Are you terrified by “harvest men” or “long-legged tailors”? Do you have “ferntickles” or “brunny-spots” on your face? If someone called you “gibble-fisted” would you be affronted or amused?
The words for daddy long-legs, freckles and left-handed are all examples of English regional dialect discovered in the 1950s by a team of fieldworkers in what was the most comprehensive survey of its kind ever undertaken.
On Saturday, the University of Leeds announced plans to update the survey by recruiting volunteers to be modern-day dialect researchers, thanks to more than £500,000 of national lottery funding.
The original surveyors set out from Leeds 70 years ago, targeting “old men with good teeth” for two reasons: they were a more likely to be a bridge to the past, and they could be understood.
Fiona Douglas from Leeds School of English, who is leading the project, said the net would be cast wider this time round. “I’m not just going out looking for old men with good teeth who haven’t moved anywhere,” she said. “We will speak to people whose families haven’t stayed in one area for generations, as well as those who can trace their roots back to the same place over hundreds of years. We want to include everyone’s language.”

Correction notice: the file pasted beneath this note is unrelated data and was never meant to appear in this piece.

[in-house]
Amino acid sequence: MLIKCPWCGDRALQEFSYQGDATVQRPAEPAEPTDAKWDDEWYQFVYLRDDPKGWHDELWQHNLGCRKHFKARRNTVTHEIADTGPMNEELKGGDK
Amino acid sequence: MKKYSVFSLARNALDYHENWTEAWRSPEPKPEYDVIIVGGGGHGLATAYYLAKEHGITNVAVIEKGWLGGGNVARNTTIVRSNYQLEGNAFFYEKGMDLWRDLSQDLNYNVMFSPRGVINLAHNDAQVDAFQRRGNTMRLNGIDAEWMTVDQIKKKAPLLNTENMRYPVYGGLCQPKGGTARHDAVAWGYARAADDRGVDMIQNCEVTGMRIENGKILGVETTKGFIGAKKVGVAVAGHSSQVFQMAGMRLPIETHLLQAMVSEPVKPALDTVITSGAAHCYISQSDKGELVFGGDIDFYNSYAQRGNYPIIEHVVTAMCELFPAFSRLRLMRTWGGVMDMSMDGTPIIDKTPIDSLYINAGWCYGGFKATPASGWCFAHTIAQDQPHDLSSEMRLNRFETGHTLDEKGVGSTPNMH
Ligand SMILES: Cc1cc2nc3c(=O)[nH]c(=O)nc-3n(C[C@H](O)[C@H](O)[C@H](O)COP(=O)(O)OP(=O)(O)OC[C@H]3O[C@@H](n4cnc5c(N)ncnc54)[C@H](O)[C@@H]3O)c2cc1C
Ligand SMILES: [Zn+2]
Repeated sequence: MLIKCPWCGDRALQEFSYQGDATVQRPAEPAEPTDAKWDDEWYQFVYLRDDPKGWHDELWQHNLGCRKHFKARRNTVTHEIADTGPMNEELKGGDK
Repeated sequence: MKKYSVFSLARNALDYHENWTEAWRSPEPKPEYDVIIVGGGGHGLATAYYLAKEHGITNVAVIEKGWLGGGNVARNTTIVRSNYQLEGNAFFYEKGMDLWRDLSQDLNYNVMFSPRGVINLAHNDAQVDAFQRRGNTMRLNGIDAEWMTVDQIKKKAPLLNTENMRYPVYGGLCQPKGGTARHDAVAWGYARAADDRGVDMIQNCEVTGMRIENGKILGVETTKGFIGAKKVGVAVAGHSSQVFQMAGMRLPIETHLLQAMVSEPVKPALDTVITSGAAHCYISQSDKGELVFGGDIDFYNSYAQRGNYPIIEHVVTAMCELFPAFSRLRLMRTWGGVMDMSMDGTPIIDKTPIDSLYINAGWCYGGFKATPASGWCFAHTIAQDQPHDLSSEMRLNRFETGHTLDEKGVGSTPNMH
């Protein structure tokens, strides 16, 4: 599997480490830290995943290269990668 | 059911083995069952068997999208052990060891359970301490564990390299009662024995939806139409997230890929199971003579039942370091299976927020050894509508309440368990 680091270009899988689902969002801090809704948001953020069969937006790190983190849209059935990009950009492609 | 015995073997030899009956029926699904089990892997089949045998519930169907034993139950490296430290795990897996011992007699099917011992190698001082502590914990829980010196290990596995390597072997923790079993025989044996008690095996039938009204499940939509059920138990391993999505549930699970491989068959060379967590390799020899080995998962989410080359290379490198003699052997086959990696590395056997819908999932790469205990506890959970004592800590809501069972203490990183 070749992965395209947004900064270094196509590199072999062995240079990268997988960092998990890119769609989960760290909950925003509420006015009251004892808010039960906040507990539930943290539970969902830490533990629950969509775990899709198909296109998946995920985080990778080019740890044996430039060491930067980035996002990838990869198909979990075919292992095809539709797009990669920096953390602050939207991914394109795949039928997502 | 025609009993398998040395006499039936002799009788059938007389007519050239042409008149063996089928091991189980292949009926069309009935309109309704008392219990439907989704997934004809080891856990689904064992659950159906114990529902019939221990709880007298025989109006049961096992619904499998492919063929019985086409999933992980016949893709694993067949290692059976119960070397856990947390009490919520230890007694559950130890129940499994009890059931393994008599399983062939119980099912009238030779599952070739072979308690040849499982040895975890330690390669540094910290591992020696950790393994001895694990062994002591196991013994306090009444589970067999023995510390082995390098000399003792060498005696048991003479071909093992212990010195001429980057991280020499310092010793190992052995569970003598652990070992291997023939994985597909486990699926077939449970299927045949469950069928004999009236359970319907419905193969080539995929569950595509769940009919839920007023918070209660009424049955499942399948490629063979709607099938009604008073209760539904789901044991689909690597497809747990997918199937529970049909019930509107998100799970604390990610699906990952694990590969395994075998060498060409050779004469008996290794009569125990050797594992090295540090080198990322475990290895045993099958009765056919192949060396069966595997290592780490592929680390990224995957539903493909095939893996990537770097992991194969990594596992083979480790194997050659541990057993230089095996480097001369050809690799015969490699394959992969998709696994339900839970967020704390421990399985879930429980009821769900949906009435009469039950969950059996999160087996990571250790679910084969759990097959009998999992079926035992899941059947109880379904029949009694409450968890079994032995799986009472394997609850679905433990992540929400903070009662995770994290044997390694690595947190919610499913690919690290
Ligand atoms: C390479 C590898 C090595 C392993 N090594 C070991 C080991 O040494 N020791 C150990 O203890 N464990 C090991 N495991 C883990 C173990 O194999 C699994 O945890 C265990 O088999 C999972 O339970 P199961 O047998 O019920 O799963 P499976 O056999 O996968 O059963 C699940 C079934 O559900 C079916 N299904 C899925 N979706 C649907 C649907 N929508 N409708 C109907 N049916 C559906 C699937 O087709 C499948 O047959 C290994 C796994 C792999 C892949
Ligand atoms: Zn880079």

The lottery money will also allow the digitisation of notebooks, photographs, word maps and audio recordings from the original fieldwork. The extensive Leeds Archive of Vernacular Culture (LAVC) will be opened to the public.
Researchers are keen also to speak to descendants of people who took part in the original surveys.
Douglas said she had already tracked down three of the fieldworkers who travelled the country, first with notebooks and later with cumbersome reel-to-reel audio recorders that were sometimes hooked up to car batteries because of a lack of mains electricity.
Others to come forward include the children and grandchildren of original respondents.
Some remember Werner Kissling, an ethnographic photographer who worked for the project in the 1960s and captured Wensleydale kids playing “wallops” – a variant of skittles – in the road.
“I’ve heard tell of fieldwork done in fishing boats in the middle of the night and dialect caravans touring the country,” Douglas said.
The original surveyors picked up a wealth of data. As well as “gibble-fisted” for left-handed, they discovered cack-handed, cat-handed, coochy-pawed, left-kaggy and squippy.
Freckles were called ferntickles, murfles, brannyspreckles, brunny-spots, vrackles and frantittles. A packed lunch might have been bait, jock or snap.
Douglas said dialect was a way of looking in at a window to the past. “Sometimes people feel embarrassed saying ‘oh it’s slang’. When you say to somebody, it’s not, and it’s got a really long, distinguished and historical pedigree, suddenly you get people with this sense of empowerment.”